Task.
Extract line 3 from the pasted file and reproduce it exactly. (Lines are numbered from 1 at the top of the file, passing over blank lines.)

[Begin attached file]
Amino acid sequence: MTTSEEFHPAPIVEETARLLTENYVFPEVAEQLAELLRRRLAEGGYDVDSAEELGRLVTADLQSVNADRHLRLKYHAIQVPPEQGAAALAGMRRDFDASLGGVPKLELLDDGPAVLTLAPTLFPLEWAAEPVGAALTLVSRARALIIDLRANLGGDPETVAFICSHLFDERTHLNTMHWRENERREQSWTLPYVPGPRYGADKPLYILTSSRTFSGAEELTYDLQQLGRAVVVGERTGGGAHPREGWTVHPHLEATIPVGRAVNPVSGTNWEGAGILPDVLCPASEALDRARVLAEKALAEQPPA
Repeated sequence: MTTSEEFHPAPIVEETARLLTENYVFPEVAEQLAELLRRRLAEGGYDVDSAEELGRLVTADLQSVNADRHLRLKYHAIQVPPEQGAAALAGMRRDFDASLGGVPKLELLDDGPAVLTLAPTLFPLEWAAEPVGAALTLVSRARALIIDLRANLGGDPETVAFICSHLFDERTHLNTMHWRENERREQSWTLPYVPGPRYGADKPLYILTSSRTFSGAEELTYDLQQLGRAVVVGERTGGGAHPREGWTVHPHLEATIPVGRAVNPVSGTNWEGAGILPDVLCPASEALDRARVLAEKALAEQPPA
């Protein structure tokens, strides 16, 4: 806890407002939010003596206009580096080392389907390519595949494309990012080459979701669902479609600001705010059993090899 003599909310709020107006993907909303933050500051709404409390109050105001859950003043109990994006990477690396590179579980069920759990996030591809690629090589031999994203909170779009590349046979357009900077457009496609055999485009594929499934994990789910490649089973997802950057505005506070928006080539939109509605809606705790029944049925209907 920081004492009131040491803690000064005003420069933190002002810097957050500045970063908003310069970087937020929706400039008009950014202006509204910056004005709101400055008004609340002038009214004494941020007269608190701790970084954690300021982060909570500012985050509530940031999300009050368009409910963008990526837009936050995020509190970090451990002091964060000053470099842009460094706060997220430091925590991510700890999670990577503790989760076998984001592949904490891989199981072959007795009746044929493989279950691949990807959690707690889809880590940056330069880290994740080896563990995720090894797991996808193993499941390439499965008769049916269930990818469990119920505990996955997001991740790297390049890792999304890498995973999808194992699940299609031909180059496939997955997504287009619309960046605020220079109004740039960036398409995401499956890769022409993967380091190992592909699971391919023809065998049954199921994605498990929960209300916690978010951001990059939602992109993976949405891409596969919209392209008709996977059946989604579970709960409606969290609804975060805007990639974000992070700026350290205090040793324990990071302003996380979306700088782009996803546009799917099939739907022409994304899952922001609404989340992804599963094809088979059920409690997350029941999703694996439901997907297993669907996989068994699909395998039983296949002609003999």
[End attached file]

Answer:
């Protein structure tokens, strides 16, 4: 806890407002939010003596206009580096080392389907390519595949494309990012080459979701669902479609600001705010059993090899 003599909310709020107006993907909303933050500051709404409390109050105001859950003043109990994006990477690396590179579980069920759990996030591809690629090589031999994203909170779009590349046979357009900077457009496609055999485009594929499934994990789910490649089973997802950057505005506070928006080539939109509605809606705790029944049925209907 920081004492009131040491803690000064005003420069933190002002810097957050500045970063908003310069970087937020929706400039008009950014202006509204910056004005709101400055008004609340002038009214004494941020007269608190701790970084954690300021982060909570500012985050509530940031999300009050368009409910963008990526837009936050995020509190970090451990002091964060000053470099842009460094706060997220430091925590991510700890999670990577503790989760076998984001592949904490891989199981072959007795009746044929493989279950691949990807959690707690889809880590940056330069880290994740080896563990995720090894797991996808193993499941390439499965008769049916269930990818469990119920505990996955997001991740790297390049890792999304890498995973999808194992699940299609031909180059496939997955997504287009619309960046605020220079109004740039960036398409995401499956890769022409993967380091190992592909699971391919023809065998049954199921994605498990929960209300916690978010951001990059939602992109993976949405891409596969919209392209008709996977059946989604579970709960409606969290609804975060805007990639974000992070700026350290205090040793324990990071302003996380979306700088782009996803546009799917099939739907022409994304899952922001609404989340992804599963094809088979059920409690997350029941999703694996439901997907297993669907996989068994699909395998039983296949002609003999």